It started the other week, when David Cameron was in India. Although it started like a bout of malaria starts, so I suppose the more precise term would be ‘recurred’. There he is in Amritsar, touring the site of a massacre, possibly in that hat. And all Britain wants to know is what he thinks about what Hilary Mantel thinks about the Duchess of Cambridge. What, I thought to myself, the hell is wrong with us?
It’s a pretty expansive ‘us’, this, and it includes Cameron himself. ‘Actually, I haven’t read it,’ he should have said when asked, thousands of miles away, about an essay in the London Review of Books, ‘because I’m here on a trade mission in the second largest country in the world, perhaps you’ve noticed, where the right sequence of negotiations could earn actual hundreds of billions for our fading little country with its spiralling basket case of an economy. And that seems more pressing, really. But pop it over on an email, there’s a love, and I’ll take a peek on the flight back and try to come up with some soundbitey outrage for your news bulletin. If you still care by then. Which you won’t.’
But he didn’t say that, did he? He dived in for the same reason everybody else dived in, which is that we can get our heads around this one. It’s not vast, scary and awful. It’s neat and easy.
Now we have this week’s fuss, which is the Lord Rennard fuss. Me, I’m sitting this one out. I don’t have the energy. Although I do sometimes suspect that there was a small, unnoticed sexual revolution in about 1992 or so, which is why men of my generation and younger know that the way to have sex is to find somebody who is a dead cert to want to have sex with you, and then get drunk and try to kiss them. Whereas before that, inasmuch as I can make out, the technique seems to have been to simply grab hold of literally every bottom or breast that came within groping distance and play the percentages.
Which was bad, obviously. I’m not playing it down. I was groped once, at a busy university drinks party, by a large Young Conservative lady. Thanks to a combination of my fashion choices (baggy, hippyish) and her drunken vigour (considerable), her middle finger went somewhere no other finger would go until I had that slight bowel issue in my mid-twenties. And while I played it quite cool, once I’d, you know, squeezed it out again, it was frankly quite a humiliating experience. If it’s your boss, if you’re a woman, if there’s nobody else around… no, I get it. Bad.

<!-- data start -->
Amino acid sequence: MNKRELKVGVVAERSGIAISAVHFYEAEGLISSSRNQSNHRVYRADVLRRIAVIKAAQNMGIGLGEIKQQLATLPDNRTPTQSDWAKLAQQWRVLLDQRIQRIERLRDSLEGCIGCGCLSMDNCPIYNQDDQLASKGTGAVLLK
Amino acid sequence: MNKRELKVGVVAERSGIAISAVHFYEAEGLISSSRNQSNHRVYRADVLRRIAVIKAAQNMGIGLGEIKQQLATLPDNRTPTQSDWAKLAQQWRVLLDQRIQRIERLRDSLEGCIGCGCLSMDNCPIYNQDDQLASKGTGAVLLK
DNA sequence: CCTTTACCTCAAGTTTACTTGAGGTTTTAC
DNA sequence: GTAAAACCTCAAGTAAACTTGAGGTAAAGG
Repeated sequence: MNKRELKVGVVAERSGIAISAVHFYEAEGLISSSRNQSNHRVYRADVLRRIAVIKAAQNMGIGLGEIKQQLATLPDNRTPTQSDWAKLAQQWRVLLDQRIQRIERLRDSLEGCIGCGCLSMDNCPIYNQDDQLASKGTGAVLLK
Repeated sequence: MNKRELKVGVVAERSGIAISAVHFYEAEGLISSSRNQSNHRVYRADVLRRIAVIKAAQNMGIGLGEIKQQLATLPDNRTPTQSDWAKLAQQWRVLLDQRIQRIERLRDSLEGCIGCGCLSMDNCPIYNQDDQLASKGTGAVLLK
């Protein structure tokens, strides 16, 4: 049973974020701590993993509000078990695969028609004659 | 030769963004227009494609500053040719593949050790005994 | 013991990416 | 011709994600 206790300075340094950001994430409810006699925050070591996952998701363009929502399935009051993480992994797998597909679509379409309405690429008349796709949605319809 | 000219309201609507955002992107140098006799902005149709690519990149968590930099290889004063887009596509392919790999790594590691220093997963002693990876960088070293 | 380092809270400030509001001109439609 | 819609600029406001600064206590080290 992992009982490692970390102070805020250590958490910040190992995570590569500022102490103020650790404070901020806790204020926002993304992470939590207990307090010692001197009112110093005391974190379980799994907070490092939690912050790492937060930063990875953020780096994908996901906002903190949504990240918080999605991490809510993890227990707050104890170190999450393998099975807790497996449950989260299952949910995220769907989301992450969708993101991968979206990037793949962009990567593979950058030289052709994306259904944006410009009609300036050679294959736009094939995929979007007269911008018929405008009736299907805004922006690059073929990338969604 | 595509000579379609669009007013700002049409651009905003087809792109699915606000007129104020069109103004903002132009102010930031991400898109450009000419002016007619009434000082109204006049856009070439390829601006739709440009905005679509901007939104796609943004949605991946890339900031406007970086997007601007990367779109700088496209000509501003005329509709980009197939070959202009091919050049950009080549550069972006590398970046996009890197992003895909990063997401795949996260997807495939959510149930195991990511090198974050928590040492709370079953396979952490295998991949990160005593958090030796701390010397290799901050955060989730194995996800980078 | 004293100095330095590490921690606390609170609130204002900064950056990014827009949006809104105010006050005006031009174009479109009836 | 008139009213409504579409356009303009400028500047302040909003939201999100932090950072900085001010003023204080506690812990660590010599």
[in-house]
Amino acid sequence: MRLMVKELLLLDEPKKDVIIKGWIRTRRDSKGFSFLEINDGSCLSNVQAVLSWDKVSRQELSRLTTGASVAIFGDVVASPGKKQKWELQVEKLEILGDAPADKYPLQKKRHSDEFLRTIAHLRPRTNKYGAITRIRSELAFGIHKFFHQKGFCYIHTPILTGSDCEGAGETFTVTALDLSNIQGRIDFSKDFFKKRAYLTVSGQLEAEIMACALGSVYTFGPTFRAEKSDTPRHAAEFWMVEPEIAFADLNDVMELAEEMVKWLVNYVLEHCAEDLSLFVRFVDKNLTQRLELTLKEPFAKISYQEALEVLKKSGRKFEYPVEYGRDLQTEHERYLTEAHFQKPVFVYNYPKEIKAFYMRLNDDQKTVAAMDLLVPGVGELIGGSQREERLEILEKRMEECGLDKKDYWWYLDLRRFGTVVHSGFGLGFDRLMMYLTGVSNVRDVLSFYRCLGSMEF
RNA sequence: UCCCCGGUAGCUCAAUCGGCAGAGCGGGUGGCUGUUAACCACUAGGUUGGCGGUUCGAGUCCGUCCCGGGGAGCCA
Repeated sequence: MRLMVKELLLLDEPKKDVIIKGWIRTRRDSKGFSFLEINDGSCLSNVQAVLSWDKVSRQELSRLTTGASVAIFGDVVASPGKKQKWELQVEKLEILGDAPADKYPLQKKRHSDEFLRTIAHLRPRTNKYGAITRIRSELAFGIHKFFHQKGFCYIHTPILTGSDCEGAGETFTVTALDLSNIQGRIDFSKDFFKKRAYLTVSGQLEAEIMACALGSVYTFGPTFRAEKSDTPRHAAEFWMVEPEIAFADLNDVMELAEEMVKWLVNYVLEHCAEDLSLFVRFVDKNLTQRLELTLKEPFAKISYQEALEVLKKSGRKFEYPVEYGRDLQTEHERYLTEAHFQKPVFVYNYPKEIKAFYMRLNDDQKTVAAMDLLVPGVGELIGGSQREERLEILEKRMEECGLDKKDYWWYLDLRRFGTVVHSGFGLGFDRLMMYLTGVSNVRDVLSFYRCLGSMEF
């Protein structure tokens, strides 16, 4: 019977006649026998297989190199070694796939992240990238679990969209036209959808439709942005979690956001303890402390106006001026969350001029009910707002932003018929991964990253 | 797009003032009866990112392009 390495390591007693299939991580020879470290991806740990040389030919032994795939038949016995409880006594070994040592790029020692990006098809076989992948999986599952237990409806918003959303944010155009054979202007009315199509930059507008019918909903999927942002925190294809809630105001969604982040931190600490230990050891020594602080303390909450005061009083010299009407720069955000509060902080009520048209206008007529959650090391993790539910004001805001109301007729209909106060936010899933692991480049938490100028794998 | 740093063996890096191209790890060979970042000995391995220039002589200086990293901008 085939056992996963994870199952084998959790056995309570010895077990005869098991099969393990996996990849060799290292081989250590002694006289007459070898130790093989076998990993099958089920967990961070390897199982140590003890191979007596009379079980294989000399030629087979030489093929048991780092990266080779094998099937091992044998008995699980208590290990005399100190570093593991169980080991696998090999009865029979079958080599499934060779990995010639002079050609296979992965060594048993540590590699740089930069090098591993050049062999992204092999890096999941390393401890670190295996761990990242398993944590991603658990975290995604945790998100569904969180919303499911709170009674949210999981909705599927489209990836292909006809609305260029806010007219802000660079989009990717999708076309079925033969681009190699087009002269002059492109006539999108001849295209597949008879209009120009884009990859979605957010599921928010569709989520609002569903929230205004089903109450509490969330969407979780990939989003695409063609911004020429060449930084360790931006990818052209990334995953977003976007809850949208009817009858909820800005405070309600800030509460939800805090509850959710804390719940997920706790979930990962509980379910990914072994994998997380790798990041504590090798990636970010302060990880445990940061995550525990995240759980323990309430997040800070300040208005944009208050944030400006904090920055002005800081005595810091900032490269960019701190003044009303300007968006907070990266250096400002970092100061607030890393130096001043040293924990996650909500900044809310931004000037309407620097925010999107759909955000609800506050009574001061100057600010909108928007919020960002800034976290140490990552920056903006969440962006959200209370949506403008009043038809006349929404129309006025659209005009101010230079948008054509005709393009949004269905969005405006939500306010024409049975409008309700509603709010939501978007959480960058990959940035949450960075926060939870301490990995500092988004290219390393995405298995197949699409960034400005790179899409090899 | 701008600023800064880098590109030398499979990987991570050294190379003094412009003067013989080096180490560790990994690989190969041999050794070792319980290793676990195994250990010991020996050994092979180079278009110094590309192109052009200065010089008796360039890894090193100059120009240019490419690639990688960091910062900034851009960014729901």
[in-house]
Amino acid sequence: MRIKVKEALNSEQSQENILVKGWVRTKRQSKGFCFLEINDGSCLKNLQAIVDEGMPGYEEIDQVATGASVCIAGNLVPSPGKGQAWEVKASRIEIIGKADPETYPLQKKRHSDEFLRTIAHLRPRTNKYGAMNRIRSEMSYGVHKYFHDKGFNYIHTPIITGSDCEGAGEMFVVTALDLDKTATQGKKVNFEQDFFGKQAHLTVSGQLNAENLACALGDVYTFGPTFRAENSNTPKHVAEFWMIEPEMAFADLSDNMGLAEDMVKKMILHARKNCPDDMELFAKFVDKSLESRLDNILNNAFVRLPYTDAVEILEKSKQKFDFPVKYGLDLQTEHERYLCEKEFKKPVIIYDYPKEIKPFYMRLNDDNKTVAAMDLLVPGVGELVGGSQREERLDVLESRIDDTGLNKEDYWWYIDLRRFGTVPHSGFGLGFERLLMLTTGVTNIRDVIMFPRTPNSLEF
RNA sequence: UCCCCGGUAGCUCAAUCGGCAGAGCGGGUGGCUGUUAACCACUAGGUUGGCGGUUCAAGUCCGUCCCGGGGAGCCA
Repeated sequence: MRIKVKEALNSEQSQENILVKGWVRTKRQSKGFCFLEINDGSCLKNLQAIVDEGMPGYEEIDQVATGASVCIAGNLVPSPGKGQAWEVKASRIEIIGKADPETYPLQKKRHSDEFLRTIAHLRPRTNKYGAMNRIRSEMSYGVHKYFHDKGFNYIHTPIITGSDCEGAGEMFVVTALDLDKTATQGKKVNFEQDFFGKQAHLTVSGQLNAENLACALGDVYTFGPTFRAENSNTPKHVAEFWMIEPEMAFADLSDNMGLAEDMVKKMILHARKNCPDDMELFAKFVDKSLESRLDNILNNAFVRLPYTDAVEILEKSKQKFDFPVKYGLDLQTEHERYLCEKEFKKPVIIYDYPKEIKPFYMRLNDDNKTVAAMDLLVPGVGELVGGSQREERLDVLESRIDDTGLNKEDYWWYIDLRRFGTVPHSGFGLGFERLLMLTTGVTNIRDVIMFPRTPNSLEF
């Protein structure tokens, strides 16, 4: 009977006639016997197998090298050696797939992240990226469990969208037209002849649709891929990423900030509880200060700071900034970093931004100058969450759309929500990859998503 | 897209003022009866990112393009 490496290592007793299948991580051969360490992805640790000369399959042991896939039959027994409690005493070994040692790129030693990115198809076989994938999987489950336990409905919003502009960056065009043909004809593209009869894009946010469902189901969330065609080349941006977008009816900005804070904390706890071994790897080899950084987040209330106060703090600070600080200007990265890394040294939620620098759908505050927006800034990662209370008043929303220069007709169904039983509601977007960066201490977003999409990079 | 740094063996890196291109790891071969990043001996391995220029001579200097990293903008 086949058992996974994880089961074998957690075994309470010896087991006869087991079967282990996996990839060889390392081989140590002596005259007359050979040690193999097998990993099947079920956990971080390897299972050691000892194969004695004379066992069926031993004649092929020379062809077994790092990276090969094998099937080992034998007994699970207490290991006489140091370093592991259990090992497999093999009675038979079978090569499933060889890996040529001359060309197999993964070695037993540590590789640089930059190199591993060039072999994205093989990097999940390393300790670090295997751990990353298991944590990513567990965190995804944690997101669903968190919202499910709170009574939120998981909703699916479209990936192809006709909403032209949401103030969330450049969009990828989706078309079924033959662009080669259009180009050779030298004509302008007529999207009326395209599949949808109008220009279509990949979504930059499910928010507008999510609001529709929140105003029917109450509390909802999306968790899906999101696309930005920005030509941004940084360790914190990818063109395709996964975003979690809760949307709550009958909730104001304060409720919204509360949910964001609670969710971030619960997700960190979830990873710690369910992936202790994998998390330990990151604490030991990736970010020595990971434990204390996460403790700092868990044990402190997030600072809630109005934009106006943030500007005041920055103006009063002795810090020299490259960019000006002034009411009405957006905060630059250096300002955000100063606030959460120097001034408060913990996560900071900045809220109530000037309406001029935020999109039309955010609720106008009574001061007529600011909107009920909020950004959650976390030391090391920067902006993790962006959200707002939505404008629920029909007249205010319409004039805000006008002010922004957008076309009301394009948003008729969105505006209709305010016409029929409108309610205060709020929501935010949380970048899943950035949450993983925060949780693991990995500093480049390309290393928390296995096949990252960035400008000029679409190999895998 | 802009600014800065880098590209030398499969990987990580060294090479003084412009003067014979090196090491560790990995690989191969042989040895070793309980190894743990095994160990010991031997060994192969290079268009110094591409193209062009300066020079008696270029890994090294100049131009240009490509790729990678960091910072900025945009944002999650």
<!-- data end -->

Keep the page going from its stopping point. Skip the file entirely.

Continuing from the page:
It’s just the mobbishness of it all that gets me down, and the weary inevitability of how these scandals pan out. The way all other news fades, amid front pages about somebody having been told something they said they hadn’t been told at a drinks party in 2008, or whatever. The pious poker-faces of people enjoying themselves enormously. The ticking clock until Tom Watson pretends that he knows more but his life might be in danger for speaking out, or John Mann goes off to frowningly drag in the police. It’s always him, isn’t it? Every time. It’s a wonder they don’t screen his calls.
Don’t get me started on horsemeat, but that’s just the same. You see what I’m driving at, right? I know this stuff matters, and to some people it matters enormously, but surely there’s so much other stuff that matters more. Growth, cuts, deficits, the general decline of everything. Lost AAA ratings and deaths in Syria and Chinese hackers. The horrible things we do to old people in hospitals, and the way those things are only going to get more and more horrible as our sense of compassion melts away like frost and we all get older and there’s barely any money left to have hospitals, anyway.
In Italy, they’re so desperate not to have to think about this stuff that they’ve just gone and voted, en masse, for an actual comedian. Here, we’re snuggling under comfort blankets of outrage. Furious to be furious about something, as long as it’s something we don’t need to think about too hard. Most of it matters a bit and some of it — the BBC’s cover-up of Jimmy Savile, for example — matters a lot. But even when it does, lurking beneath the anger, righteous or otherwise, you can feel the relief at the excuse it gives us to not have to talk about anything else.
Rise and fall
So let’s talk about the latest employment figures. Jobs are up (reaching record levels late last year) but living standards are nonetheless on the slide. According to an editorial in the Times, one interpretation of this slightly counterintuitive trend would be a steady structural decline. Or in other words, we’re regressing, becoming a place where more people earn less. Or in other, other words, we’re doing the opposite of what India is. We’re on the slide.
It gave me a sudden flash of what it all means, this endless recession business. Normally it’s so vague; intimations of fiscal apocalypse, but the world still turns. This, though, had bite. Britain is going backwards. I get it now.
Hugo Rifkind is a writer for the Times.
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